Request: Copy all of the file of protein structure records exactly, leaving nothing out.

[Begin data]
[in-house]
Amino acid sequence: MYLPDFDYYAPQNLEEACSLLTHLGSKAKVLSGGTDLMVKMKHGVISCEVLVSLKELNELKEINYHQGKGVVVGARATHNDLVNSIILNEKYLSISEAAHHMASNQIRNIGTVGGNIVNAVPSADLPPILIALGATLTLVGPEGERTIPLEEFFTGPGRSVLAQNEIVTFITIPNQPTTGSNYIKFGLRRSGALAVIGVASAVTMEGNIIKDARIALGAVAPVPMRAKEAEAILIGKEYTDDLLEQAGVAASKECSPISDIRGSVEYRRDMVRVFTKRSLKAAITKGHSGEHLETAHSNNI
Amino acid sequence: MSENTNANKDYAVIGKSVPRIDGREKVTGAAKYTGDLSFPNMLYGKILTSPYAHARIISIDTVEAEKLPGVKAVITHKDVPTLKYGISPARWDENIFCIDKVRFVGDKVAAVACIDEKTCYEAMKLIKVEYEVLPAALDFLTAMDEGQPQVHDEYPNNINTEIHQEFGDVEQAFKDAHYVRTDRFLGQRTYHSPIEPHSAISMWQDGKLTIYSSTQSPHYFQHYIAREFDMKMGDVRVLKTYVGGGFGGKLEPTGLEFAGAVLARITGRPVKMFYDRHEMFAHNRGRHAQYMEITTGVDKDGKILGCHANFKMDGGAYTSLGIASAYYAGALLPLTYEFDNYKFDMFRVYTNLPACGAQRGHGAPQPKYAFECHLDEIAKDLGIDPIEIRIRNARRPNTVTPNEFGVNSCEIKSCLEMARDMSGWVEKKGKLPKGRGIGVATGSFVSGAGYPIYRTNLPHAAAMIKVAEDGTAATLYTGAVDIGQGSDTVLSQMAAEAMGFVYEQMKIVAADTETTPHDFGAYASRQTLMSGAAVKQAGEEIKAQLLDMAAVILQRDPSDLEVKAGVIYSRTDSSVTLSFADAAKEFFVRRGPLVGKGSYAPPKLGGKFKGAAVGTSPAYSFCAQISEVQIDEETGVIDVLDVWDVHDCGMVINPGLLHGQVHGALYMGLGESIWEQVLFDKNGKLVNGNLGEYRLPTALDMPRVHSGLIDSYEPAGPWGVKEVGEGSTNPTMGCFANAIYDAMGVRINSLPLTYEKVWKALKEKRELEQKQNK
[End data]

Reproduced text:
[in-house]
Amino acid sequence: MYLPDFDYYAPQNLEEACSLLTHLGSKAKVLSGGTDLMVKMKHGVISCEVLVSLKELNELKEINYHQGKGVVVGARATHNDLVNSIILNEKYLSISEAAHHMASNQIRNIGTVGGNIVNAVPSADLPPILIALGATLTLVGPEGERTIPLEEFFTGPGRSVLAQNEIVTFITIPNQPTTGSNYIKFGLRRSGALAVIGVASAVTMEGNIIKDARIALGAVAPVPMRAKEAEAILIGKEYTDDLLEQAGVAASKECSPISDIRGSVEYRRDMVRVFTKRSLKAAITKGHSGEHLETAHSNNI
Amino acid sequence: MSENTNANKDYAVIGKSVPRIDGREKVTGAAKYTGDLSFPNMLYGKILTSPYAHARIISIDTVEAEKLPGVKAVITHKDVPTLKYGISPARWDENIFCIDKVRFVGDKVAAVACIDEKTCYEAMKLIKVEYEVLPAALDFLTAMDEGQPQVHDEYPNNINTEIHQEFGDVEQAFKDAHYVRTDRFLGQRTYHSPIEPHSAISMWQDGKLTIYSSTQSPHYFQHYIAREFDMKMGDVRVLKTYVGGGFGGKLEPTGLEFAGAVLARITGRPVKMFYDRHEMFAHNRGRHAQYMEITTGVDKDGKILGCHANFKMDGGAYTSLGIASAYYAGALLPLTYEFDNYKFDMFRVYTNLPACGAQRGHGAPQPKYAFECHLDEIAKDLGIDPIEIRIRNARRPNTVTPNEFGVNSCEIKSCLEMARDMSGWVEKKGKLPKGRGIGVATGSFVSGAGYPIYRTNLPHAAAMIKVAEDGTAATLYTGAVDIGQGSDTVLSQMAAEAMGFVYEQMKIVAADTETTPHDFGAYASRQTLMSGAAVKQAGEEIKAQLLDMAAVILQRDPSDLEVKAGVIYSRTDSSVTLSFADAAKEFFVRRGPLVGKGSYAPPKLGGKFKGAAVGTSPAYSFCAQISEVQIDEETGVIDVLDVWDVHDCGMVINPGLLHGQVHGALYMGLGESIWEQVLFDKNGKLVNGNLGEYRLPTALDMPRVHSGLIDSYEPAGPWGVKEVGEGSTNPTMGCFANAIYDAMGVRINSLPLTYEKVWKALKEKRELEQKQNK